Speaking of my back… this was a really big problem the first couple weeks.  I was in complete agony.  I was going to both a PT and massage therapy and even that barely made a dent.  I did all my stretches and rolling on the rolly thingy, ice and heat, etc. etc. and still agony.  I was downing Ibuprofen like an addict.  But… apparently it really was just a matter of wearing my back muscles out from all that sustained clamping.  Think of it like doing a plank but with your back and neck for hours straight.  I think that’s what was doing it.  Now, at the end of the 30th day, I’m a bit sore, but overall the past week has been quite mild pain-wise, and I’ve been doing fewer stretches and no pills.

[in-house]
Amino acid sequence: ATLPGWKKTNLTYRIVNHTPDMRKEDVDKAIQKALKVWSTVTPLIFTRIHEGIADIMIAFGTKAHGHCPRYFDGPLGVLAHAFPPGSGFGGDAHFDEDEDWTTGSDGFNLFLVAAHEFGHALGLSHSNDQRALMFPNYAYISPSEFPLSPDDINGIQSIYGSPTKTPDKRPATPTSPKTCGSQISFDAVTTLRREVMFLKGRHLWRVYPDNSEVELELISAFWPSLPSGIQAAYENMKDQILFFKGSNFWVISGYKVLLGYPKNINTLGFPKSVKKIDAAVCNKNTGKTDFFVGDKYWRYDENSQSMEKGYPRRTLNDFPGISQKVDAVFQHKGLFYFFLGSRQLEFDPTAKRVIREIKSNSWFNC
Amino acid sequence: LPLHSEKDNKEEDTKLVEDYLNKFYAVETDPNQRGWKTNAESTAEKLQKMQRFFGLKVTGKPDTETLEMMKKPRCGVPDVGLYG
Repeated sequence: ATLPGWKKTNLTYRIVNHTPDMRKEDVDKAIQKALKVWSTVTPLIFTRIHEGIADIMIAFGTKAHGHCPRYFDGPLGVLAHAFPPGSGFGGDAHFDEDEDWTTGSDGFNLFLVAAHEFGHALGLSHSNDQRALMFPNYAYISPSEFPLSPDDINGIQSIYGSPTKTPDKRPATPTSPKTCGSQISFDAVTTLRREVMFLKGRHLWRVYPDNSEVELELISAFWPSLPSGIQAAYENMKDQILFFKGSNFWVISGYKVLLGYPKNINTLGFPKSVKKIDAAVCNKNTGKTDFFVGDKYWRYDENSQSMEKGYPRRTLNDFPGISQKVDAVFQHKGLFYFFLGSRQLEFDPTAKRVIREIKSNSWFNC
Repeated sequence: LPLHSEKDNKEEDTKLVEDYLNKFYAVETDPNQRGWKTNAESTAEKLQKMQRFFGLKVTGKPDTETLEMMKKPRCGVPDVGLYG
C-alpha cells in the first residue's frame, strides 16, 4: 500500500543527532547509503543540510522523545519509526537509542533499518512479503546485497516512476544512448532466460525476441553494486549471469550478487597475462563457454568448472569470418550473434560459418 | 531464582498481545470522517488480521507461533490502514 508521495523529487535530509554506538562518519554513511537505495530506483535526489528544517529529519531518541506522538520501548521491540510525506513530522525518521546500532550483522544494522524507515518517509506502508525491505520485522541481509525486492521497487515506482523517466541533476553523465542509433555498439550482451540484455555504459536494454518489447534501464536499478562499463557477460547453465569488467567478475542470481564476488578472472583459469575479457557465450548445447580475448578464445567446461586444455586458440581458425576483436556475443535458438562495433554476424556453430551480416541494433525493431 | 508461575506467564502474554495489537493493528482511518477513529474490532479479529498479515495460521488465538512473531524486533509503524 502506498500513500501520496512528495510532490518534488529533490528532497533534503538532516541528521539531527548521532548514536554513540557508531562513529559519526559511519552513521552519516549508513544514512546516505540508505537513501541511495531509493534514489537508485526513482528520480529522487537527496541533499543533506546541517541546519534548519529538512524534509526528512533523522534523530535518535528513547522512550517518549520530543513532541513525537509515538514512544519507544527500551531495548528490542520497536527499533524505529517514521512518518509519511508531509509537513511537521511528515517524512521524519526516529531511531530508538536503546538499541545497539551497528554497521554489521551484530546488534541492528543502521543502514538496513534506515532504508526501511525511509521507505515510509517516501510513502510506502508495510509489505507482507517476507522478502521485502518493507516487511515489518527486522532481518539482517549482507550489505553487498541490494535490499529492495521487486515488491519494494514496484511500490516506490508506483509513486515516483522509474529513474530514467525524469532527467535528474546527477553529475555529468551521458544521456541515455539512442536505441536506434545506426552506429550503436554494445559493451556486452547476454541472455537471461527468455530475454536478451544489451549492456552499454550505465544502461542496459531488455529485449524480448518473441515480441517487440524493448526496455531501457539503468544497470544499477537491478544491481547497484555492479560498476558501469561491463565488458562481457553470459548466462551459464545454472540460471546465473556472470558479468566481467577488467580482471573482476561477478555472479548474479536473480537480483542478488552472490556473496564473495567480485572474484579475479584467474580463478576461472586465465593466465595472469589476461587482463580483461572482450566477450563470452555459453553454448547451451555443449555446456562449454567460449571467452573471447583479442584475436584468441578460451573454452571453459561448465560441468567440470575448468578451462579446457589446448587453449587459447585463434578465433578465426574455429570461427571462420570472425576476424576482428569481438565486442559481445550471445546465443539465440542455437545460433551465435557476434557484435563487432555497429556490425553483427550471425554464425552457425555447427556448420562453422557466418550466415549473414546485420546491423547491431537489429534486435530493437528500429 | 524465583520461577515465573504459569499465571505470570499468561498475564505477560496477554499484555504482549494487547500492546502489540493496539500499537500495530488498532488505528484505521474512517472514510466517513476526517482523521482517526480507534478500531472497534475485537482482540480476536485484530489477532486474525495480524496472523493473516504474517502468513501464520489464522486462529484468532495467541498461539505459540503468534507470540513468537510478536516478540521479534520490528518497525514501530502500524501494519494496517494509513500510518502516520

Since I’ve never taken this much time off, I thought it would be interesting to see what kind of schedule my body/brain likes where there are no time requirements.  It turned out to be pretty wonky, but I like to be up for about 20 hours and sleep for 12.  Now, if you do your math right, you’ll notice that doesn’t add up to 24. I think it’s closer to 28, or maybe 87.  I don’t know.  I’m not getting the calculator out again!  Anyway that meant that there were days I was getting up at 6am, and going to bed at 2am, and days I was going to bed at 9am and waking up at 9pm.  Fortunately I have the coolest wife in the world who never complained once about this madness.  I did squash and stretch my natural tendencies a bit here and there so that there was almost always SOME time we’d have together every day.